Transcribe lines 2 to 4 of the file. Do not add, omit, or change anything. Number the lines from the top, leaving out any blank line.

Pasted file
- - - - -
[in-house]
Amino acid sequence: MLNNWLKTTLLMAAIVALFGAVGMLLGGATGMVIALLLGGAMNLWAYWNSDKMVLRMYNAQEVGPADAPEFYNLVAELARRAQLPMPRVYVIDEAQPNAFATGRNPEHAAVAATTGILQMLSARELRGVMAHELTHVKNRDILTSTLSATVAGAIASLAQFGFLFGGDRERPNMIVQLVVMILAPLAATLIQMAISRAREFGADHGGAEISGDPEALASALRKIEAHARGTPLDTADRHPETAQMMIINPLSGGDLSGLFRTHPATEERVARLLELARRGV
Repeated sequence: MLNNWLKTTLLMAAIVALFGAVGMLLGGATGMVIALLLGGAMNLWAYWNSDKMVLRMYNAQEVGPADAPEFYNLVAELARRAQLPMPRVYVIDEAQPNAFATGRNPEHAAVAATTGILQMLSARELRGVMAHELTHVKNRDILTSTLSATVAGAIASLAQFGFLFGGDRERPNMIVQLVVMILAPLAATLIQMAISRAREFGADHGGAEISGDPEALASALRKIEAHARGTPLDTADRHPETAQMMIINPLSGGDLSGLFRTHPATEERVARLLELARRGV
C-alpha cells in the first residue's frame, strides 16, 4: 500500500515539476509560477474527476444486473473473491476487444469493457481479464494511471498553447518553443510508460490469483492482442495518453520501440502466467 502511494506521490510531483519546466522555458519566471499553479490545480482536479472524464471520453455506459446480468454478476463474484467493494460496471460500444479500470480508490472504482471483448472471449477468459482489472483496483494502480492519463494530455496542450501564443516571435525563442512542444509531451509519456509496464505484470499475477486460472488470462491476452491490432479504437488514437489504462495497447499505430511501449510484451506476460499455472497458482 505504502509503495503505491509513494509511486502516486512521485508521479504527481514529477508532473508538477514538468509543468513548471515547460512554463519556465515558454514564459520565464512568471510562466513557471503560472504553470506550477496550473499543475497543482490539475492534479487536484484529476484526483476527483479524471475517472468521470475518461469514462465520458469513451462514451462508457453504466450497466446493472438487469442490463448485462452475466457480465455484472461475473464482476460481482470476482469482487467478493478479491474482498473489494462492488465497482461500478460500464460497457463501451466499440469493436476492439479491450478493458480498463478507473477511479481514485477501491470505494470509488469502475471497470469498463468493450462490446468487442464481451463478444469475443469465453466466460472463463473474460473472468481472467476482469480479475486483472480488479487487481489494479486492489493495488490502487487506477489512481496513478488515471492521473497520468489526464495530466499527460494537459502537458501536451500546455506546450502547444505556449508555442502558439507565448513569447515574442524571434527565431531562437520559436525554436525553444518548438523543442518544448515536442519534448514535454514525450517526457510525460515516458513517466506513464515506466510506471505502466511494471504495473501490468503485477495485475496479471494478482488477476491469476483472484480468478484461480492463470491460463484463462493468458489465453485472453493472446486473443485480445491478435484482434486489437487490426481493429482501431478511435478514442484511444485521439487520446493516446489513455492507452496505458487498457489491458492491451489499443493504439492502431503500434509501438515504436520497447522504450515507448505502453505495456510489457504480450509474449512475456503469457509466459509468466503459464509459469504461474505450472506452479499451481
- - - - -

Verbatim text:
Amino acid sequence: MLNNWLKTTLLMAAIVALFGAVGMLLGGATGMVIALLLGGAMNLWAYWNSDKMVLRMYNAQEVGPADAPEFYNLVAELARRAQLPMPRVYVIDEAQPNAFATGRNPEHAAVAATTGILQMLSARELRGVMAHELTHVKNRDILTSTLSATVAGAIASLAQFGFLFGGDRERPNMIVQLVVMILAPLAATLIQMAISRAREFGADHGGAEISGDPEALASALRKIEAHARGTPLDTADRHPETAQMMIINPLSGGDLSGLFRTHPATEERVARLLELARRGV
Repeated sequence: MLNNWLKTTLLMAAIVALFGAVGMLLGGATGMVIALLLGGAMNLWAYWNSDKMVLRMYNAQEVGPADAPEFYNLVAELARRAQLPMPRVYVIDEAQPNAFATGRNPEHAAVAATTGILQMLSARELRGVMAHELTHVKNRDILTSTLSATVAGAIASLAQFGFLFGGDRERPNMIVQLVVMILAPLAATLIQMAISRAREFGADHGGAEISGDPEALASALRKIEAHARGTPLDTADRHPETAQMMIINPLSGGDLSGLFRTHPATEERVARLLELARRGV
C-alpha cells in the first residue's frame, strides 16, 4: 500500500515539476509560477474527476444486473473473491476487444469493457481479464494511471498553447518553443510508460490469483492482442495518453520501440502466467 502511494506521490510531483519546466522555458519566471499553479490545480482536479472524464471520453455506459446480468454478476463474484467493494460496471460500444479500470480508490472504482471483448472471449477468459482489472483496483494502480492519463494530455496542450501564443516571435525563442512542444509531451509519456509496464505484470499475477486460472488470462491476452491490432479504437488514437489504462495497447499505430511501449510484451506476460499455472497458482 505504502509503495503505491509513494509511486502516486512521485508521479504527481514529477508532473508538477514538468509543468513548471515547460512554463519556465515558454514564459520565464512568471510562466513557471503560472504553470506550477496550473499543475497543482490539475492534479487536484484529476484526483476527483479524471475517472468521470475518461469514462465520458469513451462514451462508457453504466450497466446493472438487469442490463448485462452475466457480465455484472461475473464482476460481482470476482469482487467478493478479491474482498473489494462492488465497482461500478460500464460497457463501451466499440469493436476492439479491450478493458480498463478507473477511479481514485477501491470505494470509488469502475471497470469498463468493450462490446468487442464481451463478444469475443469465453466466460472463463473474460473472468481472467476482469480479475486483472480488479487487481489494479486492489493495488490502487487506477489512481496513478488515471492521473497520468489526464495530466499527460494537459502537458501536451500546455506546450502547444505556449508555442502558439507565448513569447515574442524571434527565431531562437520559436525554436525553444518548438523543442518544448515536442519534448514535454514525450517526457510525460515516458513517466506513464515506466510506471505502466511494471504495473501490468503485477495485475496479471494478482488477476491469476483472484480468478484461480492463470491460463484463462493468458489465453485472453493472446486473443485480445491478435484482434486489437487490426481493429482501431478511435478514442484511444485521439487520446493516446489513455492507452496505458487498457489491458492491451489499443493504439492502431503500434509501438515504436520497447522504450515507448505502453505495456510489457504480450509474449512475456503469457509466459509468466503459464509459469504461474505450472506452479499451481